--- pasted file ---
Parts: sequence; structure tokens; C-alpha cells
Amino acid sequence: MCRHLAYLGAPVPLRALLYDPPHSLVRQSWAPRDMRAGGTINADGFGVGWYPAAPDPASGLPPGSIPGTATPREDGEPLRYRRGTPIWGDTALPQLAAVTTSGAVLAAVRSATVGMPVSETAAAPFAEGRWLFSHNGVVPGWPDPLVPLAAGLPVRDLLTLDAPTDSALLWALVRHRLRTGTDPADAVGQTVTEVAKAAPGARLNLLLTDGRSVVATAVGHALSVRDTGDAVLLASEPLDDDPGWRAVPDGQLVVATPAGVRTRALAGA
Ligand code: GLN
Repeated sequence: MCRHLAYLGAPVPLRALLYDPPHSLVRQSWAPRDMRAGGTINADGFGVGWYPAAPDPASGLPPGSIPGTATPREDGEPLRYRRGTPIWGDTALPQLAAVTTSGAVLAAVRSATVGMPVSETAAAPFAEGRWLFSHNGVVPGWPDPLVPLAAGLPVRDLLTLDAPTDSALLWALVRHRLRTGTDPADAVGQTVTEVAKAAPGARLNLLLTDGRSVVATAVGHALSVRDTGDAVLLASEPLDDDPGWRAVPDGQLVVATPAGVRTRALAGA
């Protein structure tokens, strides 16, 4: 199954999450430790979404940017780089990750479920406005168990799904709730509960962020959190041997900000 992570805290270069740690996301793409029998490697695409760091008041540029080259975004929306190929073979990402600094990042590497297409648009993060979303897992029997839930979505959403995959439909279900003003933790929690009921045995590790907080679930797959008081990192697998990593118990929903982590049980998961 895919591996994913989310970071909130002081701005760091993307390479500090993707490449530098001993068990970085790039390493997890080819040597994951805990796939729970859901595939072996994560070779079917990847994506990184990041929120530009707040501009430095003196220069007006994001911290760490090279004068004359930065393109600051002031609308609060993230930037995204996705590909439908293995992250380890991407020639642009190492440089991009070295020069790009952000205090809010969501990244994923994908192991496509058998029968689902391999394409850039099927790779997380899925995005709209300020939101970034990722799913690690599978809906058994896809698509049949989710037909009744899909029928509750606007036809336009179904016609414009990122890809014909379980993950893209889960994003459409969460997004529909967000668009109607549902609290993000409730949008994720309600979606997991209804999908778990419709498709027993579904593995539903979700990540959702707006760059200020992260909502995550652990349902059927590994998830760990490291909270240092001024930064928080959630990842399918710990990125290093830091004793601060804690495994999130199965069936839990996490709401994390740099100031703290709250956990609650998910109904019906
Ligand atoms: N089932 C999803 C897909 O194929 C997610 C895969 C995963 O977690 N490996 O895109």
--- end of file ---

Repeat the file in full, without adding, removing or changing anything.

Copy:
Parts: sequence; structure tokens; C-alpha cells
Amino acid sequence: MCRHLAYLGAPVPLRALLYDPPHSLVRQSWAPRDMRAGGTINADGFGVGWYPAAPDPASGLPPGSIPGTATPREDGEPLRYRRGTPIWGDTALPQLAAVTTSGAVLAAVRSATVGMPVSETAAAPFAEGRWLFSHNGVVPGWPDPLVPLAAGLPVRDLLTLDAPTDSALLWALVRHRLRTGTDPADAVGQTVTEVAKAAPGARLNLLLTDGRSVVATAVGHALSVRDTGDAVLLASEPLDDDPGWRAVPDGQLVVATPAGVRTRALAGA
Ligand code: GLN
Repeated sequence: MCRHLAYLGAPVPLRALLYDPPHSLVRQSWAPRDMRAGGTINADGFGVGWYPAAPDPASGLPPGSIPGTATPREDGEPLRYRRGTPIWGDTALPQLAAVTTSGAVLAAVRSATVGMPVSETAAAPFAEGRWLFSHNGVVPGWPDPLVPLAAGLPVRDLLTLDAPTDSALLWALVRHRLRTGTDPADAVGQTVTEVAKAAPGARLNLLLTDGRSVVATAVGHALSVRDTGDAVLLASEPLDDDPGWRAVPDGQLVVATPAGVRTRALAGA
């Protein structure tokens, strides 16, 4: 199954999450430790979404940017780089990750479920406005168990799904709730509960962020959190041997900000 992570805290270069740690996301793409029998490697695409760091008041540029080259975004929306190929073979990402600094990042590497297409648009993060979303897992029997839930979505959403995959439909279900003003933790929690009921045995590790907080679930797959008081990192697998990593118990929903982590049980998961 895919591996994913989310970071909130002081701005760091993307390479500090993707490449530098001993068990970085790039390493997890080819040597994951805990796939729970859901595939072996994560070779079917990847994506990184990041929120530009707040501009430095003196220069007006994001911290760490090279004068004359930065393109600051002031609308609060993230930037995204996705590909439908293995992250380890991407020639642009190492440089991009070295020069790009952000205090809010969501990244994923994908192991496509058998029968689902391999394409850039099927790779997380899925995005709209300020939101970034990722799913690690599978809906058994896809698509049949989710037909009744899909029928509750606007036809336009179904016609414009990122890809014909379980993950893209889960994003459409969460997004529909967000668009109607549902609290993000409730949008994720309600979606997991209804999908778990419709498709027993579904593995539903979700990540959702707006760059200020992260909502995550652990349902059927590994998830760990490291909270240092001024930064928080959630990842399918710990990125290093830091004793601060804690495994999130199965069936839990996490709401994390740099100031703290709250956990609650998910109904019906
Ligand atoms: N089932 C999803 C897909 O194929 C997610 C895969 C995963 O977690 N490996 O895109």